Animazement 2013: Day 3 Report
Published by 27 May 2013, 9:58 PM EDT

Sundays are traditionally the slowest of the three days at most anime conventions, but Animazement, and in particular its Dragon Ball guests, were clearly not content to let things close out with a whimper. Some of the biggest events were still yet to come!

The entire group of Dragon Ball guests had done an autograph session following the big “West & East Dream Match” panel the previous day, but another session was scheduled for Sunday morning. Convention staff reported that only about 90 people were able to get autographs in said prior session, and so the line on Sunday — well beyond 200 people — was unfortunately capped at the first hundred to arrive. This led to many disappointed fans being turned away, but with more panels to come immediately following the autograph session, it was a necessary evil.


#99 & #100 in line on Sunday morning report their good fortune

The autograph session went approximately 10 minutes over schedule even with the cap, which led to a slightly shorter (45 minutes versus a full hour) “We Are Goku!” panel — packed to capacity — with both Masako Nozawa and Sean Schemmel. The topic of keeping versus replacing the voice actor in both languages was addressed several times. Nozawa noted how it had usually been the case that when a young male character (traditionally voiced by a woman) grew up, he was replaced with an older, male voice actor. In her case, Nozawa kept the role throughout the character’s entire life and was (in her own report) the first instance of this happening. On the English side, Schemmel noted how these decisions were (like in Japan) up to the producers of the show, and that he personally felt his own voice probably would not match a much younger Goku, anyway. When asked how the two actors would prepare for their Goku voice acting sessions, Nozawa retold the story of metaphorically “walking into” the role between the stool in her recording booth and up to the microphone. Schemmel found this answer fascinating, but could only follow it up by saying he always voiced Goku barefoot, which brought about a few laughs. Both actors also noted that they would provide input on lines of dialog in the script, and would voice concerns if something was written that they personally felt Goku would not say — in Schemmel’s case, particularly in Dragon Ball Kai, he was very concerned with finally and truly representing what was there in the original Japanese script, and would consult with translators and re-writers if something felt “off”. Expanding upon this in another question, Nozawa stated that she never even thought if there would be anything that she would change about Goku; she and Goku are one in the same, so it never came up. The fact that Goku was such an inspiring character was one that would be brought up time and time again in several panels, and this one was no different. Nozawa and Schemmel both explained that Goku was so cheerful and always working to better himself, but would also stand up to evil to protect his family and friends. Even during all of that, he never sought to be the center of attention.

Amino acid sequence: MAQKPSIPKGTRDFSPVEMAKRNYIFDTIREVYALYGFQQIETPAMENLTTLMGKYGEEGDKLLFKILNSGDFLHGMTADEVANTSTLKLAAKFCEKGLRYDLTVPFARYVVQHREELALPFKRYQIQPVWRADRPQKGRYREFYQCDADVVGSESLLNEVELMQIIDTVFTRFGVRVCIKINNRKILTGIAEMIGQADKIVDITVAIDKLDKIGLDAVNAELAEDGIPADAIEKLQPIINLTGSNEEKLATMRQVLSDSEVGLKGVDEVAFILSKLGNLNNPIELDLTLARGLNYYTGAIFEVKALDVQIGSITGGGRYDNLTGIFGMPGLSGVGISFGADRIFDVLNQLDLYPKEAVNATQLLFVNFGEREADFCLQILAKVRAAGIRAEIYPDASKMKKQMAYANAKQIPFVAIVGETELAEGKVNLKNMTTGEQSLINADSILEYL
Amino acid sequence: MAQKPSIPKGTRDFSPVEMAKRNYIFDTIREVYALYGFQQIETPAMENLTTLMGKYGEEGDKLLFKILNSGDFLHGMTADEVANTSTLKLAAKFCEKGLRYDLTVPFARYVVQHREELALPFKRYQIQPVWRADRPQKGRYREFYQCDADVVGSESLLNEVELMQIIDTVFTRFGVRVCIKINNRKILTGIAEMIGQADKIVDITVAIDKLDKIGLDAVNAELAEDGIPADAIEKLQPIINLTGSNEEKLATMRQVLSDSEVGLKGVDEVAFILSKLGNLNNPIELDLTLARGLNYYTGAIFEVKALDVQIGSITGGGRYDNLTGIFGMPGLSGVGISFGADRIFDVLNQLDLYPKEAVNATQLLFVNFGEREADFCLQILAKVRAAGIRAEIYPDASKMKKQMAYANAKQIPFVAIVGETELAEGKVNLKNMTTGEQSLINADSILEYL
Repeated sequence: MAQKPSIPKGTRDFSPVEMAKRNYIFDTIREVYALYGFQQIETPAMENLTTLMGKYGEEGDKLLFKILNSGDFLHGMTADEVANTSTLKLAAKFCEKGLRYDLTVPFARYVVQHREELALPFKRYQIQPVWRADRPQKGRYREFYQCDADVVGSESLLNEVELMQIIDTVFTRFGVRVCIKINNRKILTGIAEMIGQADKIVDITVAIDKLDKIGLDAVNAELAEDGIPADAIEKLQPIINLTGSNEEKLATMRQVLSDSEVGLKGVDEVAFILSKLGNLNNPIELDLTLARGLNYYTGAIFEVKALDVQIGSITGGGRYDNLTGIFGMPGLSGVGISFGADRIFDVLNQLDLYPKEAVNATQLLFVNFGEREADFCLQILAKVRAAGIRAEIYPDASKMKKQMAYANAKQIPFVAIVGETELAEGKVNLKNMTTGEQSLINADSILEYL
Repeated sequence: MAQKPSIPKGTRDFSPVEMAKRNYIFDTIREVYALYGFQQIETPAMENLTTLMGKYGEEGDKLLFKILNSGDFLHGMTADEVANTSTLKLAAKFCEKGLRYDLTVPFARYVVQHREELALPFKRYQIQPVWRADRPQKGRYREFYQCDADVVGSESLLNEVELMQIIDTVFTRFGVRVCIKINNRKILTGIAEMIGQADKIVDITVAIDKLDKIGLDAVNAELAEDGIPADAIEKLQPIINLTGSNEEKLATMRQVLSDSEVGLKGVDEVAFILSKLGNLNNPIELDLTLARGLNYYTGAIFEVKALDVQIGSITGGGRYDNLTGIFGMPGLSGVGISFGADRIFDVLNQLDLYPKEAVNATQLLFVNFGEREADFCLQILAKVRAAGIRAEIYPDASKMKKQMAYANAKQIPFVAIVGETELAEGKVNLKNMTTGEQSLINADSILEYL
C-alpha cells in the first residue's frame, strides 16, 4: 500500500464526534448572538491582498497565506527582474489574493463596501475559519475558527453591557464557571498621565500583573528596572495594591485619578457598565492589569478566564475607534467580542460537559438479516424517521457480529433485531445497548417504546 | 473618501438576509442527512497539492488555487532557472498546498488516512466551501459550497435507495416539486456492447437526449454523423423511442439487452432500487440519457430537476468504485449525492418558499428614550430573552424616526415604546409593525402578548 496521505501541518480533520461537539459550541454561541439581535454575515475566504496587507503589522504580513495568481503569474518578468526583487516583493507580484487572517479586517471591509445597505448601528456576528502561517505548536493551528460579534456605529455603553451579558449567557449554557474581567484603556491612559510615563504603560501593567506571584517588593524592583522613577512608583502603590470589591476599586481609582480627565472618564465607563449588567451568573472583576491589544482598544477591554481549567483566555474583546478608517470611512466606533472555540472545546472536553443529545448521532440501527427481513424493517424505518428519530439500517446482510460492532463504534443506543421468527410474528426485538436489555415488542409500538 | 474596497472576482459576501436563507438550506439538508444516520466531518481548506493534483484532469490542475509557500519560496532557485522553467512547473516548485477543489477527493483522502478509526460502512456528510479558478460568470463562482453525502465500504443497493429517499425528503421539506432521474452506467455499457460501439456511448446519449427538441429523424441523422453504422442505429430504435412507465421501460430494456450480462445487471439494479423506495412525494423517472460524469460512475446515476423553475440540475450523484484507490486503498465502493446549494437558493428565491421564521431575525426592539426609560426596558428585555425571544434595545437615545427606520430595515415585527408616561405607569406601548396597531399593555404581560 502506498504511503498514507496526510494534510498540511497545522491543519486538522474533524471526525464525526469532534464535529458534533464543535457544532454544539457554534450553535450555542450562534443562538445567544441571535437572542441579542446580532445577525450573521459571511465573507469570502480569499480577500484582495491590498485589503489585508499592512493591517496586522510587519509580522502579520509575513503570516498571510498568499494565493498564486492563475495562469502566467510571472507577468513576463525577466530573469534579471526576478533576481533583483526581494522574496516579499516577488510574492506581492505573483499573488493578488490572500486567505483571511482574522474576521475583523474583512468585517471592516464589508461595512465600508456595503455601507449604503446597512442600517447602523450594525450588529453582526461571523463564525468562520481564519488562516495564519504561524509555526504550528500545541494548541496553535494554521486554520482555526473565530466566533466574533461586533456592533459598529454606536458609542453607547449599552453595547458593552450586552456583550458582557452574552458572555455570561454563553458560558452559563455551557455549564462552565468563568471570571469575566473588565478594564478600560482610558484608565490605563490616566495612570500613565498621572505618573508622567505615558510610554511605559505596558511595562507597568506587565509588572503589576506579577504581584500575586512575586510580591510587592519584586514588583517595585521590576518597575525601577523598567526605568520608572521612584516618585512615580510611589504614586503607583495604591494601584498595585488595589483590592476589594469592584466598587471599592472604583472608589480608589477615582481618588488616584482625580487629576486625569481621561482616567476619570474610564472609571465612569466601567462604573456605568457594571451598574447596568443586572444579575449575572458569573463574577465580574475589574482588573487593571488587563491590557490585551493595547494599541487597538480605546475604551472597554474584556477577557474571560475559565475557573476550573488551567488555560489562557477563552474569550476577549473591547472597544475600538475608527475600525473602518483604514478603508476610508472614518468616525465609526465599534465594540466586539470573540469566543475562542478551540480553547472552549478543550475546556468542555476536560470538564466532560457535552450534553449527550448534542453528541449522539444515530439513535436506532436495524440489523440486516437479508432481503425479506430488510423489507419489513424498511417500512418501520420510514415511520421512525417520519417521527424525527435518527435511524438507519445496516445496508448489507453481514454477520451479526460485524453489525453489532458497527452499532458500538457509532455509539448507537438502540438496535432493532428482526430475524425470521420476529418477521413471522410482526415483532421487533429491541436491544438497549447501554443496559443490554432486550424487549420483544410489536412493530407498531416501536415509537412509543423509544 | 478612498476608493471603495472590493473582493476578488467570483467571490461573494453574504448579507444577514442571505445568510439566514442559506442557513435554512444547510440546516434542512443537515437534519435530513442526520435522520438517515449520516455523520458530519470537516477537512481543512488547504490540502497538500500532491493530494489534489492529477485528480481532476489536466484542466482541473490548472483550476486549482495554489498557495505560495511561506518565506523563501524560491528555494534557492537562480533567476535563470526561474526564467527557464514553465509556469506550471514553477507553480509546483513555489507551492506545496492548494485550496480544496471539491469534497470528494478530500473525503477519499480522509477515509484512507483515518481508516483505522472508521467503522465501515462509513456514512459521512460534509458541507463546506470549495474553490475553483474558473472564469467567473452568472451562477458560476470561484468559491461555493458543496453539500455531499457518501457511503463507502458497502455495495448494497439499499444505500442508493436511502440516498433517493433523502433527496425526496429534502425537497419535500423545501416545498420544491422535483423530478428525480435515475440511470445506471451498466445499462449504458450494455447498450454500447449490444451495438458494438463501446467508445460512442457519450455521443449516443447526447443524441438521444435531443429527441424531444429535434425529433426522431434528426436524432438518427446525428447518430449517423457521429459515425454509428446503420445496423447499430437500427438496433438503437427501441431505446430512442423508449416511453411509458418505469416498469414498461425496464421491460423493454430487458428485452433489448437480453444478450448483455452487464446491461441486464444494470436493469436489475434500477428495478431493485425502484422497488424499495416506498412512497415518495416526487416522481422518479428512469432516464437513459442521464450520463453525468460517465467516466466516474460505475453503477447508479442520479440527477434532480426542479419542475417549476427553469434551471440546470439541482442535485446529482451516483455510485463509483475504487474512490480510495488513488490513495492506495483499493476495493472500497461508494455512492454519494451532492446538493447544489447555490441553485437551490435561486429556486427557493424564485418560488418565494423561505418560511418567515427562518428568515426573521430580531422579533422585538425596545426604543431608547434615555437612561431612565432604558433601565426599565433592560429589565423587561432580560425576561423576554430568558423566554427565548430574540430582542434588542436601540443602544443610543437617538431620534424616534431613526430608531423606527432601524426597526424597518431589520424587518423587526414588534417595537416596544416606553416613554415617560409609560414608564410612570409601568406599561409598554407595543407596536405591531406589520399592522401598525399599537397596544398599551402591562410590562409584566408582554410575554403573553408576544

Unfortunately, with such a huge group of guests, there was bound to be at least one major overlap even on the Japanese side of things. This occurred Sunday afternoon with “Ryūsei Nakao Off-line!” up against “We are VIDEL!” with both Kara Edwards and Yūko Minaguchi. We attended the former.

Nakao’s panel was perhaps the biggest surprise of the convention. Nozawa was her expected gracious and polite self, but would only heavily expand upon answers perhaps about half the time. Furukawa was a little more chatty and could get going on some fun tangents, but would occasionally need a little prodding from the audience and moderators. In all of those cases, the panels were general Q&A sessions from beginning to end. Nakao, however, had different plans. The incredibly personable, verbose and dapper actor came prepared with an entire DVD filled with examples of his various characters’ laughs and fighting noises. He moderated the entire panel himself (maybe about 40% in English on his own, and the rest in Japanese through translator Takayuki Karahashi), and in addition to the DVD, brought along plenty of giveaways. Nakao conducted a series of competitions between audience members to reproduce the best Freeza (Dragon Ball Z) and Caesar Clown (One Piece) laughs as well as fighting noises from a clip of Freeza versus Goku. After watching the fighting clip, it was muted for the batches of impromptu-seiyū to act along with. All competitors walked away with at least one trinket such as cards or erasers, but the winners of each round (chosen by applause from the rest of the audience) received little Dragon Ball toys.


Nakao left about 15 minutes at the end of his panel for general Q&As. Nakao explained that Toriyama likely wanted to create the strongest villain yet to fight against Goku, which is why he was given so many transformations. Our own question for Nakao was with regard to his voice for Coola, and what he did to separate it from being just Freeza’s voice. He explained that his Coola voice was a little more mature than Freeza’s was, since Coola was the elder to his “cute little brother Freeza”. There were a few voice requests from the crowd, including a very special (surprise) request from our community member theoriginalbilis:

Nakao concluded the panel by handing out trinkets and shaking the hand of every single audience member, a incredible way to bring the convention to a close.

Animazement 2013 was an experience like no other. Look for more clips and stories to come in the near future, particularly next week on our podcast!

Share This Post


Write a Reply or Comment

You must be logged in to post a comment.